In the June ‘ issue of The Standard, Lois Goldrich wrote about being single in a couples world and the woman’s learning curve when becoming suddenly single again.
I thought I’d add some thoughts from a male’s perspective.
It is generally assumed that later in life single males have it far better than females. Twenty years ago people believed the horrifying statistic that a 40-year-old single, white, educated female had a better chance of getting killed by a terrorist than of getting married. Even though that seems no longer to be the case (hopefully because it is marriage that is now more likely and not a terrorist strike), the odds and social attitudes do seem to favor males.
I get e-mails all the time about upcoming rapid dating or events. These are evenings in which participants meet one-on-one then every few minutes move on to another "date." Organizers need to have an equal number of men and women because they promise you’ll get to meet a certain number of singles in one night. In the over-40 age groups, many of these events are sold out for females weeks in advance, while organizers have to beg for male attendance. A few days before these events, I typically get last-chance e-mails asking if I’d like to come at a discount or even for free. I’ve learned that the single, non-gay, male is a hot commodity. It’s almost a total reversal from the days of my youth when it was the women who got in free most nights at singles bars.
People also generally assume that the singles scene is a swinging scene. One day soon after my divorce I ran into a rabbi I knew who asked with a great smile how I liked single life. I was tempted to pander to his fantasy and tell him I was exhausted from all the wild parties, but I was honest and said that divorce is not good for anyone.
It’s a couples world and being single is not easy, especially in the Jewish world.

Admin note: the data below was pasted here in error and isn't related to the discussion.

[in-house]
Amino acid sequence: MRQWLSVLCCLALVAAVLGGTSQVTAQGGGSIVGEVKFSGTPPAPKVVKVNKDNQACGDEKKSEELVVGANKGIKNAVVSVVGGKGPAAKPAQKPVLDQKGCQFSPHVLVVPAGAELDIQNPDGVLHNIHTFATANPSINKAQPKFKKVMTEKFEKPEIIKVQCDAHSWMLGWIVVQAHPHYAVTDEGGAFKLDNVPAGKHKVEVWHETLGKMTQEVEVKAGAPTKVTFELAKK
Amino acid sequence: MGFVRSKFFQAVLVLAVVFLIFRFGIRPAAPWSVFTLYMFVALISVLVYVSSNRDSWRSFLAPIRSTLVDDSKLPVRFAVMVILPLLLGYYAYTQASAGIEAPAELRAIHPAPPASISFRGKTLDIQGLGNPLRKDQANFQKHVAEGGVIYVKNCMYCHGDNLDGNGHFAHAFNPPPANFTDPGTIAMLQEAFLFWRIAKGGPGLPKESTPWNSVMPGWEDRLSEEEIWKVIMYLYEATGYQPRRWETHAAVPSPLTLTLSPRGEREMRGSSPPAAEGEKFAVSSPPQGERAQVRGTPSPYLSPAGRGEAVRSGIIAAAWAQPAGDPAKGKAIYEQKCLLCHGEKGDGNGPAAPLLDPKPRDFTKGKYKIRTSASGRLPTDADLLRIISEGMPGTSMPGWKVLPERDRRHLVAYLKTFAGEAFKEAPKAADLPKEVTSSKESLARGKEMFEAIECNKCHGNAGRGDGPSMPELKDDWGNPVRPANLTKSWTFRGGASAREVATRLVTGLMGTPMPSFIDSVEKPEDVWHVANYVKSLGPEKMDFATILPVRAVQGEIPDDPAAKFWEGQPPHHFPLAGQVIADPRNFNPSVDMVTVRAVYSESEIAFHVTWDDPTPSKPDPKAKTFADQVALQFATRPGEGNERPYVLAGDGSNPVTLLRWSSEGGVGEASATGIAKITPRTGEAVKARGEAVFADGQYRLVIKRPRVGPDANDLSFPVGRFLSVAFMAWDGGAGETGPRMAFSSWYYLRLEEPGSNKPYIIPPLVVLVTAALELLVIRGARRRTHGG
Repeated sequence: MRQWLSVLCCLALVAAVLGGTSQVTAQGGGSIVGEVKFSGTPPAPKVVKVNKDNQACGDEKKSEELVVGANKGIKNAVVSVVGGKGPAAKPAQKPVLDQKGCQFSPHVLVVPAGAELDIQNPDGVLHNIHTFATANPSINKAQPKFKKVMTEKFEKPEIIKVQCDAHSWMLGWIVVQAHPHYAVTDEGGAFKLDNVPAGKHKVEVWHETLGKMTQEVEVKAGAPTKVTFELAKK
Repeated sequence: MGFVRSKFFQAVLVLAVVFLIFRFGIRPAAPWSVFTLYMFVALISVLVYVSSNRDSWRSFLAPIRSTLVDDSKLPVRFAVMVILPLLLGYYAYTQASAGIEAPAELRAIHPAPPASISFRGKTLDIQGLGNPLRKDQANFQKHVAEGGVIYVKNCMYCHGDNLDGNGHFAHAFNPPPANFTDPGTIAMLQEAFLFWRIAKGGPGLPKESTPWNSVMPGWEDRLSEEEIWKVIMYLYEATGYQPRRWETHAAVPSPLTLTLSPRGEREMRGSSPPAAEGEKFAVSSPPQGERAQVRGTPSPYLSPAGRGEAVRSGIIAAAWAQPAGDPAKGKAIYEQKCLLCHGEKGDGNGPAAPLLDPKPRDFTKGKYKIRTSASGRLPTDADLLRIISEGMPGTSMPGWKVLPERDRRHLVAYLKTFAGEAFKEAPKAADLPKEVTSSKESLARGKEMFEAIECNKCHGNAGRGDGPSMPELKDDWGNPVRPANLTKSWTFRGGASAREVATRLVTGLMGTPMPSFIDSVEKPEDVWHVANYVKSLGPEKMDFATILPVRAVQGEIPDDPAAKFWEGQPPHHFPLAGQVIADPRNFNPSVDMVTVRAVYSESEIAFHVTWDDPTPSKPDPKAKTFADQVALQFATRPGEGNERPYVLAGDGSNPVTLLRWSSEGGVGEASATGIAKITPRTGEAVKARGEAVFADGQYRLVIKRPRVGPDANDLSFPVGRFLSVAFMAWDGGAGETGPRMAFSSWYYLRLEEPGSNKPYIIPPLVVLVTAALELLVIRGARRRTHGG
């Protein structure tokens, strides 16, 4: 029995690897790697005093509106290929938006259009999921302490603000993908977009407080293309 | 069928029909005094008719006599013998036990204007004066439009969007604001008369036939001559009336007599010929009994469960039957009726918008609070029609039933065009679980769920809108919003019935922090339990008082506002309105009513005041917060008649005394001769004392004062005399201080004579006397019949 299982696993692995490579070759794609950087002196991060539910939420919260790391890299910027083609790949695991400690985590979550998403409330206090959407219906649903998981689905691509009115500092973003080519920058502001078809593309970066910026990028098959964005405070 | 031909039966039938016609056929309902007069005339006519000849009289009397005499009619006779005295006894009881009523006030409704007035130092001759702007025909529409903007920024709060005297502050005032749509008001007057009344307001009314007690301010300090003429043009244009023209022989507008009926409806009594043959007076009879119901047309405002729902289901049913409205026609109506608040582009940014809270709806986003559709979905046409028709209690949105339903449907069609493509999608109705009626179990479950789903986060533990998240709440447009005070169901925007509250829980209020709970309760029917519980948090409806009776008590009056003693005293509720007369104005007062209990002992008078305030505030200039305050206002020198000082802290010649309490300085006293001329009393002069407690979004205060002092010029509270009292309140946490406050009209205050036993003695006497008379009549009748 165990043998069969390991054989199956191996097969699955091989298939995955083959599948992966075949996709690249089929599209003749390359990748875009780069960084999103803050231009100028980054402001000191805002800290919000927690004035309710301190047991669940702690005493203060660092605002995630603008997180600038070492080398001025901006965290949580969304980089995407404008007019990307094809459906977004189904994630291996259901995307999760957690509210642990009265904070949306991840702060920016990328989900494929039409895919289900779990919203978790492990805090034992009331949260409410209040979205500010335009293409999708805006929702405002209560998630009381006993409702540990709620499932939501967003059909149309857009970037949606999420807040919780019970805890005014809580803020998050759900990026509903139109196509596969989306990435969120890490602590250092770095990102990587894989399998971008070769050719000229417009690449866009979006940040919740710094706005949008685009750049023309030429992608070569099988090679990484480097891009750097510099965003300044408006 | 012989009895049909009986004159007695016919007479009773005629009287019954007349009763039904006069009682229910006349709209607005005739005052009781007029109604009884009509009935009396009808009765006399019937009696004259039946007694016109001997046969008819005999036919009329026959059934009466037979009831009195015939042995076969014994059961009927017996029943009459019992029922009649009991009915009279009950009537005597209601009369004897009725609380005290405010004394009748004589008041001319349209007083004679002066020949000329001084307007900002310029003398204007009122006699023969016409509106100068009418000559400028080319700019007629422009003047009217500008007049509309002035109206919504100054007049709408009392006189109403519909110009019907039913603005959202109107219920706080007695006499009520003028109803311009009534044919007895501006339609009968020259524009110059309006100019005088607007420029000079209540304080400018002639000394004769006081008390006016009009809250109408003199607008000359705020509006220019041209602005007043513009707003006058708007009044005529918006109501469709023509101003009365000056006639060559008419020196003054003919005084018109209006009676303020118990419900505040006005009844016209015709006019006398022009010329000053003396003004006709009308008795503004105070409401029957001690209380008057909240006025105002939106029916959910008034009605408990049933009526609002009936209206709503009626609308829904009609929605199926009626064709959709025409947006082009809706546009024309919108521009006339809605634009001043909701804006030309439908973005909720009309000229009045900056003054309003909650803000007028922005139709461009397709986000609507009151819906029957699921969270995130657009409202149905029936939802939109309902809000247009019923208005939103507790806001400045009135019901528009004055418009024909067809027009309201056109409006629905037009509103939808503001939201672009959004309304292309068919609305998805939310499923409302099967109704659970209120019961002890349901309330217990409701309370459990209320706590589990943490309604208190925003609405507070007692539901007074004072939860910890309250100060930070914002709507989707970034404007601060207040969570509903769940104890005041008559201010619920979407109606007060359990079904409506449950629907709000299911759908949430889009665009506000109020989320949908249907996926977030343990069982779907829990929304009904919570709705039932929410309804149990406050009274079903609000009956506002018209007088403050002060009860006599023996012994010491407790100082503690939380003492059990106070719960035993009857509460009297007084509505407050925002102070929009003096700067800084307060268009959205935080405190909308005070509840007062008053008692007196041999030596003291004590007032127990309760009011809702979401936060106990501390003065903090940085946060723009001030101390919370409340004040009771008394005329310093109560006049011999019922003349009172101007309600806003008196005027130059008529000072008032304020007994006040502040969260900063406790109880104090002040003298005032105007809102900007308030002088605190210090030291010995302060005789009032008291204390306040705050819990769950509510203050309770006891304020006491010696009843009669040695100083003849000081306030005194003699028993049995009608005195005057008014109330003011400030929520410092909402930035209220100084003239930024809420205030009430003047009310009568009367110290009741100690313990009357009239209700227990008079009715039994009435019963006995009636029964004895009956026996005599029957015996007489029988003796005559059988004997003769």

Most congregational activities are full of couples. And almost all my friends are married, so when I started inviting old friends over for Shabbat meals, I was a third wheel in my own home.
At first being single again was bewildering. I had to make adjustments. My first was setting up a real apartment. I decided immediately that I was not a kid out of college, I was not going to be live in a thrown-together bachelor with temporary furnishings. I set about setting up. New furniture, a real set of dishes (actually two sets) and a real kitchen.
Ah, the kitchen. That brings me to the most important decision I made. It took me only a few weeks to realize there would be just so many times I could eat alone in restaurants or bring home Chinese take out. So I decided to learn to cook.
The following advice is directed at divorced men: There are 10 good reasons that a man should learn to cook. The first reason is that women think it’s sexy. Need I go on?
Learning to cook was mostly learning to not be afraid of killing the food. It was a process of learning how forgiving and how flexible recipes can be.
I never became a gourmet chef, but I am now competent at cooking a few things, and it’s opened up several social avenues. I invite company over for home-cooked meals, and I now have a whole new vocabulary and can talk foods and recipes with any woman I meet.
At a party there might be a group of guys talking about last night’s game. But then there’s me, in the middle of a group of women listening to me talk about my recipe for carrot ginger soup (my secret is to add a little maple syrup).
Cooking is not without its issues like portions. Most foods come in family size packages. No one sells one chicken cutlet. So what do we do with the rest? Jars of pasta sauce are never the right size for one portion of pasta. And then there’s the issue of time. Because many singles work, there isn’t time to come home and start cooking at the end of a work day. So I sought out the meals that I could make ahead on weekends using the whole package of food and then have meals ready to eat during the week.
There are ways to work it out but it’s like being a lefty in a right handed world.
Yeah, I’m also a lefty.